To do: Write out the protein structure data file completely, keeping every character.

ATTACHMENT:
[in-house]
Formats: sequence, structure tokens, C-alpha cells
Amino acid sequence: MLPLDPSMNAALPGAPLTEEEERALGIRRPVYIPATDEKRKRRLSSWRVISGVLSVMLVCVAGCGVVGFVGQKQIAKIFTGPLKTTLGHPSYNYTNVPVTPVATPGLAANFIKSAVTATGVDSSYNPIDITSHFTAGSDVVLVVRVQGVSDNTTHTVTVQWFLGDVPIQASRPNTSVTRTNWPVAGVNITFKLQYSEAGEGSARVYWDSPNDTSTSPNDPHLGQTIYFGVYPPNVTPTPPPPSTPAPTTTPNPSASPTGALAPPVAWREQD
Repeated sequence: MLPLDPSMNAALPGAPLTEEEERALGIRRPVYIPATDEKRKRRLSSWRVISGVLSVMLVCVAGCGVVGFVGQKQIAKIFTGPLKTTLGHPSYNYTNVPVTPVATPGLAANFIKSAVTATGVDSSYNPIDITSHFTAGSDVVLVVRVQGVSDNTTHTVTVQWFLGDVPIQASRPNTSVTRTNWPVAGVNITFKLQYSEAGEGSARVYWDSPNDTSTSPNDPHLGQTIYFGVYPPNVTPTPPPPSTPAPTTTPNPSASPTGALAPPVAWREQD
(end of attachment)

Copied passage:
[in-house]
Formats: sequence, structure tokens, C-alpha cells
Amino acid sequence: MLPLDPSMNAALPGAPLTEEEERALGIRRPVYIPATDEKRKRRLSSWRVISGVLSVMLVCVAGCGVVGFVGQKQIAKIFTGPLKTTLGHPSYNYTNVPVTPVATPGLAANFIKSAVTATGVDSSYNPIDITSHFTAGSDVVLVVRVQGVSDNTTHTVTVQWFLGDVPIQASRPNTSVTRTNWPVAGVNITFKLQYSEAGEGSARVYWDSPNDTSTSPNDPHLGQTIYFGVYPPNVTPTPPPPSTPAPTTTPNPSASPTGALAPPVAWREQD
Repeated sequence: MLPLDPSMNAALPGAPLTEEEERALGIRRPVYIPATDEKRKRRLSSWRVISGVLSVMLVCVAGCGVVGFVGQKQIAKIFTGPLKTTLGHPSYNYTNVPVTPVATPGLAANFIKSAVTATGVDSSYNPIDITSHFTAGSDVVLVVRVQGVSDNTTHTVTVQWFLGDVPIQASRPNTSVTRTNWPVAGVNITFKLQYSEAGEGSARVYWDSPNDTSTSPNDPHLGQTIYFGVYPPNVTPTPPPPSTPAPTTTPNPSASPTGALAPPVAWREQD